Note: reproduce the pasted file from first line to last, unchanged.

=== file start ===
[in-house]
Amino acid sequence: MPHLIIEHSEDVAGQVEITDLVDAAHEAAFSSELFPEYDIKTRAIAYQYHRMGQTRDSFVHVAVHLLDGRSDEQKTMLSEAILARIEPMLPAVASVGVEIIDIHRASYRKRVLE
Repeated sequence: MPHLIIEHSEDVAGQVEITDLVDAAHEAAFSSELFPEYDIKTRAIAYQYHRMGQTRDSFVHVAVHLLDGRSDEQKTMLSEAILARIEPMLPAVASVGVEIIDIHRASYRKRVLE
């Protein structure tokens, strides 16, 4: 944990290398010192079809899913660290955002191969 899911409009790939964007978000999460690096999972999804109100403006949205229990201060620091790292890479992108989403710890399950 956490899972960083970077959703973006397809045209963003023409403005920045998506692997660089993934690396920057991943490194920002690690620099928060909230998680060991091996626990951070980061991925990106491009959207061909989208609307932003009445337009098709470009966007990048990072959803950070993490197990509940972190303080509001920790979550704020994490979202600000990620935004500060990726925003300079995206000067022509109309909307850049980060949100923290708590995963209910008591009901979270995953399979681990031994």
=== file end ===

[in-house]
Amino acid sequence: MPHLIIEHSEDVAGQVEITDLVDAAHEAAFSSELFPEYDIKTRAIAYQYHRMGQTRDSFVHVAVHLLDGRSDEQKTMLSEAILARIEPMLPAVASVGVEIIDIHRASYRKRVLE
Repeated sequence: MPHLIIEHSEDVAGQVEITDLVDAAHEAAFSSELFPEYDIKTRAIAYQYHRMGQTRDSFVHVAVHLLDGRSDEQKTMLSEAILARIEPMLPAVASVGVEIIDIHRASYRKRVLE
């Protein structure tokens, strides 16, 4: 944990290398010192079809899913660290955002191969 899911409009790939964007978000999460690096999972999804109100403006949205229990201060620091790292890479992108989403710890399950 956490899972960083970077959703973006397809045209963003023409403005920045998506692997660089993934690396920057991943490194920002690690620099928060909230998680060991091996626990951070980061991925990106491009959207061909989208609307932003009445337009098709470009966007990048990072959803950070993490197990509940972190303080509001920790979550704020994490979202600000990620935004500060990726925003300079995206000067022509109309909307850049980060949100923290708590995963209910008591009901979270995953399979681990031994």